Current lake schedule is optimal for lake’s health

OKEECHOBEE — Repairs to the aging Herbert Hoover Dike are critical for the safety of those who live south of the Big O, but changing the lake schedule when repairs are complete would be harmful to the lake, which is the heart of the Everglades, according to a study published in April 2017 by Paul Gray, Ph.D., of Audubon Florida.

The lake needs seasonal periods of high water and low water to maintain the health of the ecosystem. But water above 16 ft. even for short periods is damaging, as are prolonged periods of low water.

Data from the past 65 years show that levels above 16 ft. are damaging to the marshes, the birds and the fishers, according to the study.

“When Okeechobee levels rise above 16 feet, even for short periods of time, environmental degradation results. When lake management schedules persistently hold water levels higher than 16 feet, the damages are compounded,” Dr. Gray wrote.

A deeper lake is also a dirtier lake, Dr. Gray wrote. “At levels above about 15.5 feet, nutrient rich water from the middle of the lake flows into the marsh, degrades water quality, shades out desirable plant communities and encourages noxious plants such as cattails to expand.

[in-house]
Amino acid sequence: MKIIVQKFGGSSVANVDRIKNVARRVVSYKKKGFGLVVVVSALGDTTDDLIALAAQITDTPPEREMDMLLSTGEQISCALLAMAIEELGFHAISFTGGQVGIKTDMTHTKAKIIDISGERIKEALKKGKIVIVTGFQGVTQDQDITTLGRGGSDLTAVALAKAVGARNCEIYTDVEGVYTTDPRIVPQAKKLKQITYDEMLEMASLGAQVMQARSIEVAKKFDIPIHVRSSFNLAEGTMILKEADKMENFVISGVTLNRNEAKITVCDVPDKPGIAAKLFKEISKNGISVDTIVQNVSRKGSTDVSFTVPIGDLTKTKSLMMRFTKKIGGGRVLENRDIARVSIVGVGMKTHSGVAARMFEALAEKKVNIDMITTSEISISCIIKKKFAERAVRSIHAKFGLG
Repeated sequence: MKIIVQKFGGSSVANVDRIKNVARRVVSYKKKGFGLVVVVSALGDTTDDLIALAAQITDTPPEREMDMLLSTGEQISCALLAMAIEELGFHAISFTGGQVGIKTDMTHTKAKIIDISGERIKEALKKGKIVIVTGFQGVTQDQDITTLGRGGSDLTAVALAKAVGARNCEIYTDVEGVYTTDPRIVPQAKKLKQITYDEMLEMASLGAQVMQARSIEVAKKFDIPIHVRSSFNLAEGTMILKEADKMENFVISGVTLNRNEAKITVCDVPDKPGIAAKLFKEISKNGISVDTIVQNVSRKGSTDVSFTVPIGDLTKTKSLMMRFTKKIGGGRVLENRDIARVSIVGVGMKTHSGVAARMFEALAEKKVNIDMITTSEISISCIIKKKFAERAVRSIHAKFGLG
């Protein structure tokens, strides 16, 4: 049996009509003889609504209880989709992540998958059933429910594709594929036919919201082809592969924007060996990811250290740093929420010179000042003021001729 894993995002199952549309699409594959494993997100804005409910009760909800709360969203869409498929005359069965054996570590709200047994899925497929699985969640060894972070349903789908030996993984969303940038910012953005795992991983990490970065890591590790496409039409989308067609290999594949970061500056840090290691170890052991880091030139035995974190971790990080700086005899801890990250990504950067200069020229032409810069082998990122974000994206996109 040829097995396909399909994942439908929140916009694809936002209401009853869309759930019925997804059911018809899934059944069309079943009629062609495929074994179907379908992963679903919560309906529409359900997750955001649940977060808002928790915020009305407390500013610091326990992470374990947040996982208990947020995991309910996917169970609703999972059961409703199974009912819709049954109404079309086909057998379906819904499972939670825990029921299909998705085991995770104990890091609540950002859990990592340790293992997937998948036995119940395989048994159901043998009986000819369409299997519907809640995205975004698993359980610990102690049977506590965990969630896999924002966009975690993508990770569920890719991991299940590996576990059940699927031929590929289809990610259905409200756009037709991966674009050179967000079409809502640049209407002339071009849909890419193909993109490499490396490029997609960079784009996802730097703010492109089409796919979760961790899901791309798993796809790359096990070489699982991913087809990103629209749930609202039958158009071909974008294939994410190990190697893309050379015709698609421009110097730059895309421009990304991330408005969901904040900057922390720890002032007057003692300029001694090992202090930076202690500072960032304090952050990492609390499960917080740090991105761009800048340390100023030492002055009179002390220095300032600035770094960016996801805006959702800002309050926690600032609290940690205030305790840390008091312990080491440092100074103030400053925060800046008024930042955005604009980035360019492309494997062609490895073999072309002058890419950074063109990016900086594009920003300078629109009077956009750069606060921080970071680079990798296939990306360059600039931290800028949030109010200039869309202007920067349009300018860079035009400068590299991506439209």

“Conversely, low phosphorus levels in the lake occurred after a multi-year period of relatively low water conditions.”

Phosphorus levels in the lake vary with higher phosphorus in the center of the lake and lower levels in the marshes around the edge.

“Originally, Lake Okeechobee was larger and deeper than today but this has been forever changed by the modern water management system. Any future lake management scenarios must consider impacts to the lake and competing needs outside of the lake,” he wrote.

Construction of the Herbert Hoover Dike reduced the lake’s footprint by about one-third, according to U.S. Army Corps of Engineer records. In order to maintain a marshy area around the edges of the lake, the water levels must be kept below 16 ft.

From 1951 to 1978, the regulation schedule for the lake has a high level objective of 15.5 ft., roughly the same level as the highest ground elevations within the Herbert Hoover Dike. Water levels of 15.5 ft. flood the entire marsh that surrounds Lake Okeechobee. During the dry season, the water levels fell, allowing portions of the marsh to dry out. “This period was considered one of marsh plant diversity and health,” Dr. Gray wrote. “Everglade Snail Kites and wading birds nested in the lake in abundance, wintering waterfowl were abundant, and the fishery was productive.” The lowest level during this time period was in 1956 when the lake fell to 10.14 ft.

From 1978-1992, the lake regulation schedule was changed to 15.5 to 18.5 ft.

This extended period of high water created an ecological emergency, Dr. Gray wrote. The state-convened Lake Okeechobee Littoral Zone Technical Advisory Group’s 1988 report found problems including loss of wading bird habitat, decline in willow, and loss of moist soil annual plant production. That advisory group recommended lowering the lake level to improve fish and wildlife habitat in the littoral zone (the marshy areas around the lake).